Note: Where available, the PDF/Word icon below is provided to view the complete and fully formatted document
 Download Current HansardDownload Current Hansard    View Or Save XMLView/Save XML

Previous Fragment    Next Fragment
Tuesday, 26 June 2018
Page: 6383


Ms RISHWORTH (Kingston) (15:18): At the end of this week, families are going to be hit twice by this government and its cruel cuts. On Sunday, we are going to see the penalty rates that Australian workers rely on cut by this government. And then on Monday, the Turnbull government's new, unfair childcare system will come in—a system that will make it harder for so many children to get access to early education and childcare. We know that cutting workers' entitlements is an article of faith for the Liberal Party. It is an article of faith for the Liberal Party to cut from workers—to cut penalty rates and to cut their working conditions. They have never shied away from that. But I thought they cared about early education and access to early education for so many people. But of course it is clear now that their ideological crusade is not just about penalty rates and cutting and stripping workers' rights but also about denying children—often the most vulnerable children—access to early education.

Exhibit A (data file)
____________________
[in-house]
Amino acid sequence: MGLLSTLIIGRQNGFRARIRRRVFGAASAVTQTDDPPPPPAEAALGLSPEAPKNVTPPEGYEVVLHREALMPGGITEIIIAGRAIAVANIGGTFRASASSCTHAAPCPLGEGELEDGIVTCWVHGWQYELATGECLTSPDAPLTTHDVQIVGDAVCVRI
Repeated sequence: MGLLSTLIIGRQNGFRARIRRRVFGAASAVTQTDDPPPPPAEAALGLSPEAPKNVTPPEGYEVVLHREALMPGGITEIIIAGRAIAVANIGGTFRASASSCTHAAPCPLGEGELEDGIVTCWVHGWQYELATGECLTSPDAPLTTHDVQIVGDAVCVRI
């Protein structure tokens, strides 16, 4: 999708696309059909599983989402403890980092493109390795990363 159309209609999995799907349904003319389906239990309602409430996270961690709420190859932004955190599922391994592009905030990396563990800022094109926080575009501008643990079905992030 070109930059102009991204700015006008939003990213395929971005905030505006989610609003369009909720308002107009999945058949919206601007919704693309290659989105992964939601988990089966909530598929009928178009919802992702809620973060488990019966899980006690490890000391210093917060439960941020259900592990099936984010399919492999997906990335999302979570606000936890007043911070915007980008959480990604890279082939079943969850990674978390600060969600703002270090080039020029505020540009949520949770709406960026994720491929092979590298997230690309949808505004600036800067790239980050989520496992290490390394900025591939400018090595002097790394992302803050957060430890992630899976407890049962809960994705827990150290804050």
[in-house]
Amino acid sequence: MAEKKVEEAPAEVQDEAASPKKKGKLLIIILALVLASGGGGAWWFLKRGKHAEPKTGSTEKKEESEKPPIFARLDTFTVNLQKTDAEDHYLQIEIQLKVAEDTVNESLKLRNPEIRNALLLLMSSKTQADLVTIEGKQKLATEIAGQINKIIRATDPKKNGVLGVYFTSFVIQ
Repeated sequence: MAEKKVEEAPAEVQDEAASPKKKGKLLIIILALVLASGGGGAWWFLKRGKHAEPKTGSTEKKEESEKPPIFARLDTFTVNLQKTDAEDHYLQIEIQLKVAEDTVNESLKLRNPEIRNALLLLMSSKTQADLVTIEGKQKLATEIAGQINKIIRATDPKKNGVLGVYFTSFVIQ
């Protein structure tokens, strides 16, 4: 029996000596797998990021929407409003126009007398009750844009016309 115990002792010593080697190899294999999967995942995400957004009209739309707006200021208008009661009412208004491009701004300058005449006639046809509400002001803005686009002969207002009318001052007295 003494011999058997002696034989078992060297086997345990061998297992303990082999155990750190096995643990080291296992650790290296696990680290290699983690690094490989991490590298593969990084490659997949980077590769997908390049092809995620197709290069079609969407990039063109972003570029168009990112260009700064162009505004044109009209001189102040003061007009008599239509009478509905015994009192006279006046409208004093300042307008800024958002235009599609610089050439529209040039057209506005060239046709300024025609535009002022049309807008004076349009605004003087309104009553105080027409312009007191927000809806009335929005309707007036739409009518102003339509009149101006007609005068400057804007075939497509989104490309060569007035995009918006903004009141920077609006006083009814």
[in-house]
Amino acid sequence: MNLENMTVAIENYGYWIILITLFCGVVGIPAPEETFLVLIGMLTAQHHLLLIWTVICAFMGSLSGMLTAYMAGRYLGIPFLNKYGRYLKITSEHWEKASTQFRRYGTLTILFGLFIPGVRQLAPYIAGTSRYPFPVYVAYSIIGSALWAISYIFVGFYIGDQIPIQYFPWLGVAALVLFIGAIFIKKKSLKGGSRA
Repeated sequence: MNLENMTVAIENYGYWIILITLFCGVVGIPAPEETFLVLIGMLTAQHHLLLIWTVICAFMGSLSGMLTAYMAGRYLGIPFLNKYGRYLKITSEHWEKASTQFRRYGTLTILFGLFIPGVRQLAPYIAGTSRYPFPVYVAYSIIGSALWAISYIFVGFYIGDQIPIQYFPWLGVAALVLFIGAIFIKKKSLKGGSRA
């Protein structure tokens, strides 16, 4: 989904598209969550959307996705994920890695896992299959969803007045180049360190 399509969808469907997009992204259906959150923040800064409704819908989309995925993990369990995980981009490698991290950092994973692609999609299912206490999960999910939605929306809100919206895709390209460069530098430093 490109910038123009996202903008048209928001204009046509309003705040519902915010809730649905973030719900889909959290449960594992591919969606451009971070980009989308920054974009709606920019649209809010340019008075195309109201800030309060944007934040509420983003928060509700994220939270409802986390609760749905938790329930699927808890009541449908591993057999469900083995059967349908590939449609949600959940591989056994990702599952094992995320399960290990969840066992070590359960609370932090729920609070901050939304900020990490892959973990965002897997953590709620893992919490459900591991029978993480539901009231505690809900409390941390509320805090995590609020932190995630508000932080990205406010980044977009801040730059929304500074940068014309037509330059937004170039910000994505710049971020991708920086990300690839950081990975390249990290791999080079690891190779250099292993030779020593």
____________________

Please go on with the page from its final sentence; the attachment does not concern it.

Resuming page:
When these new childcare changes which the minister has been talking up come in, we know from the government's own information that 279,000 families will be worse off as a result. The majority of these are low-income and vulnerable families. That is 279,000 families across this country. We know the plight of families is absolutely no concern for this government. The fate of this activity test that the government's introducing will come to fruition shortly. We know that the government is now requiring families to meet a set of complex activity and income tests in order to qualify for the childcare subsidy. This activity test is all about treating early education as glorified babysitting. It doesn't seem to understand that your child, no matter where you come from, should get access to early education. Children in families where parents aren't working will have their child care cut in half, to 12 hours of subsidy per week, and children in families earning over $65,000 where one parent is at home caring will have no access to subsidies. Where is the National Party when it comes to these families? The National Party says that it stands up for families and that it loves to support families. Well, the National Party has gone missing in action, and instead we are seeing families being denied access to early education, and we will have many families in electorates right around this country that will no longer get access.